ADHD Sufferers Are the Latest Casualties in the War on Drugs

Apparently, there is a shortage of certain ADHD drugs in states stretching from the Mid-Atlantic to the Pacific Northwest.  A spokesman for the Hyperactivity Disorder Support Network notes that "This poses a serious risk for people with attention deficit problems, who may find it difficult to engage in normal life activities without their--ooh, nice tie!"

When I started to read the article, I had naturally assumed that this might have something to do with Pharma's supply chain problems.  And so it is--but in this case, the kink in the supply chain is the DEA:

Matt Cabrey, spokesman for Shire PLC, the maker of Adderall and generic versions, said rising demand for the drugs due to increased diagnoses of ADHD, which in turn may be fueled by greater awareness of the disorder, can make it difficult to forecast ingredient needs. But the current shortage, Mr. Cabrey said, is due to a delay last year at the U.S. Drug Enforcement Administration in releasing extra supplies of the drug's active ingredients. He said increased supplies are expected this month.

Because of the potential for abuse, the DEA regulates the active ingredients of some ADHD drugs as controlled substances. DEA spokesman Lawrence Payne said the agency has approved enough supply to allow for uninterrupted distribution of the drugs and it's up to manufacturers to allocate the ingredients among their various products.

Perhaps all our drug regulations are doing an absolutely splendid job of keeping Americans from suffering crippling drug addictions.  On the other hand, it's worth looking at the side effects.  Like the people suffering from chronic pain, who are often undertreated because the DEA prosecutes doctors unless they err on the side of assuming that a patient is faking pain to get drugs.  The cold and allergy sufferers who go without relief for their congestion because we've made it harder and harder to get pseudoephedrine.  The people who are killed in drug raids.  And now, apparently, the inability to get adequate supplies of common medications because the DEA controls the precursors, and is more willing to risk people going without their meds, than letting drug addicts get their hands on a slightly more convenient supply.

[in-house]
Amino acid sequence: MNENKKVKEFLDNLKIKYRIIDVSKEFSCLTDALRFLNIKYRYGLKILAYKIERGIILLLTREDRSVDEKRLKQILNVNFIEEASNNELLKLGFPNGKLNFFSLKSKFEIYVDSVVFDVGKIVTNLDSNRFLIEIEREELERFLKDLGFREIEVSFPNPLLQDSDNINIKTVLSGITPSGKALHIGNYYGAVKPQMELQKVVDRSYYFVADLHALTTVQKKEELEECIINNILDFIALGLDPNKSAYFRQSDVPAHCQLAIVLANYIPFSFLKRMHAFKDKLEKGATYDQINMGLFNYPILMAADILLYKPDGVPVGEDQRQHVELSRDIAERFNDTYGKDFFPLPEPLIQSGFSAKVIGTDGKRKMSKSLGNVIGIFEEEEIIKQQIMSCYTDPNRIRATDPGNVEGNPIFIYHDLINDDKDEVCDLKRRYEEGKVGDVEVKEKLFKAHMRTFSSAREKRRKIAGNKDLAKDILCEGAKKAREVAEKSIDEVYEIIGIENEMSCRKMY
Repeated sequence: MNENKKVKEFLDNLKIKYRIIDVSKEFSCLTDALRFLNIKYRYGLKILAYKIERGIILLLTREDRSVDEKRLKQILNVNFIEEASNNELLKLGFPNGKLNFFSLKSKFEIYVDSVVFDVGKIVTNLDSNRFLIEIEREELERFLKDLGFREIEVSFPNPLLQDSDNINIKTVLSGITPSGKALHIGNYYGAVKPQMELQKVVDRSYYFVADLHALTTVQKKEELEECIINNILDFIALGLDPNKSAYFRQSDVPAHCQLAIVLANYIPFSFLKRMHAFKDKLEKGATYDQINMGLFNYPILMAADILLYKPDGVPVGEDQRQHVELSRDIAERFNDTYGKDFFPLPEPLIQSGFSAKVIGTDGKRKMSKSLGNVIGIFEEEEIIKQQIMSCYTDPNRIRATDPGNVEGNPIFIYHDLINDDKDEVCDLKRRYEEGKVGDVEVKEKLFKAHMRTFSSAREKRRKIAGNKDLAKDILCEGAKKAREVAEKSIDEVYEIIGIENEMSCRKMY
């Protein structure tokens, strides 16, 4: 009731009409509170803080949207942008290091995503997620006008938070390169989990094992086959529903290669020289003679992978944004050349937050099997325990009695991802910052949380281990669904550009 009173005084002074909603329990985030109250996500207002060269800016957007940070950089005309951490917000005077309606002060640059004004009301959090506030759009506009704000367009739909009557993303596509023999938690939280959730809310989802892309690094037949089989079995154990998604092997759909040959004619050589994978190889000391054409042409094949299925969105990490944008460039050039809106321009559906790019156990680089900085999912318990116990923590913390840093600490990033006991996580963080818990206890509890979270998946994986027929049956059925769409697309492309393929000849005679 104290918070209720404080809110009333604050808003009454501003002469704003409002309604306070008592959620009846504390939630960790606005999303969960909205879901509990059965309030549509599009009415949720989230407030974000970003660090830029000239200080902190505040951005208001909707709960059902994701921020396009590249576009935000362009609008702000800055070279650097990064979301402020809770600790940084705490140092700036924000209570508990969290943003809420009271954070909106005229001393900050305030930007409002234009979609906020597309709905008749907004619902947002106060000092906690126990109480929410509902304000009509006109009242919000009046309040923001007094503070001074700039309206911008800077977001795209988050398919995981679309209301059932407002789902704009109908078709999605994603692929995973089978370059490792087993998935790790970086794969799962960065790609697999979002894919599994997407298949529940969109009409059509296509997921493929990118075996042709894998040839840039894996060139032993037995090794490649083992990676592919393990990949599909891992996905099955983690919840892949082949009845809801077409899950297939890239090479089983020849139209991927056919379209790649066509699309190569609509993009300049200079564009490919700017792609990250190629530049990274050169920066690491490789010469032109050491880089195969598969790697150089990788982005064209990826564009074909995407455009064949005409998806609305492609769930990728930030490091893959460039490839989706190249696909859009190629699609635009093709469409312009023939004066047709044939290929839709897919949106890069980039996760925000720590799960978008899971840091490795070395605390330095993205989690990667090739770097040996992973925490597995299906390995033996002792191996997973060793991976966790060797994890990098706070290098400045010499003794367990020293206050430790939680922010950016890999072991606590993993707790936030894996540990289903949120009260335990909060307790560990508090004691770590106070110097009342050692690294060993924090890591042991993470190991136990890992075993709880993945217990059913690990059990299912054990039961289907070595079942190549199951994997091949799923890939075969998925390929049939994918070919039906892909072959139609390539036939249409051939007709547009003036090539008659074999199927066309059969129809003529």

How far does all this have to ratchet before we say enough?  Preventing addiction is a worthy goal--but it's increasingly getting in the way of even more worthy goals, like making sure people have access to the medication that lets them live normal lives.
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Megan McArdle is a columnist at Bloomberg View and a former senior editor at The Atlantic. Her new book is The Up Side of Down.

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